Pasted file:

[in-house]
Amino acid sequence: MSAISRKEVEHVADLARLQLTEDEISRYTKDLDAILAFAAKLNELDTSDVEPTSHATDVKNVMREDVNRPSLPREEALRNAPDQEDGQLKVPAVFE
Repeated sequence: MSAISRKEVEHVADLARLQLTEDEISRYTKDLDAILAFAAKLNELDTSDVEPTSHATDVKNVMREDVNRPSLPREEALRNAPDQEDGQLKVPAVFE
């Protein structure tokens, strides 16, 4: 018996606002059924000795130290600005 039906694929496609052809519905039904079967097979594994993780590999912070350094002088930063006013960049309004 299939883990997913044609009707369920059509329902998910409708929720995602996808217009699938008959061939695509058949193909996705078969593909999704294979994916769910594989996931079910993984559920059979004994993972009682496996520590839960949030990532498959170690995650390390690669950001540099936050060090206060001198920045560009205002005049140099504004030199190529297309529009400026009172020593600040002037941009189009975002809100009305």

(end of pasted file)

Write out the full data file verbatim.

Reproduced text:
[in-house]
Amino acid sequence: MSAISRKEVEHVADLARLQLTEDEISRYTKDLDAILAFAAKLNELDTSDVEPTSHATDVKNVMREDVNRPSLPREEALRNAPDQEDGQLKVPAVFE
Repeated sequence: MSAISRKEVEHVADLARLQLTEDEISRYTKDLDAILAFAAKLNELDTSDVEPTSHATDVKNVMREDVNRPSLPREEALRNAPDQEDGQLKVPAVFE
């Protein structure tokens, strides 16, 4: 018996606002059924000795130290600005 039906694929496609052809519905039904079967097979594994993780590999912070350094002088930063006013960049309004 299939883990997913044609009707369920059509329902998910409708929720995602996808217009699938008959061939695509058949193909996705078969593909999704294979994916769910594989996931079910993984559920059979004994993972009682496996520590839960949030990532498959170690995650390390690669950001540099936050060090206060001198920045560009205002005049140099504004030199190529297309529009400026009172020593600040002037941009189009975002809100009305």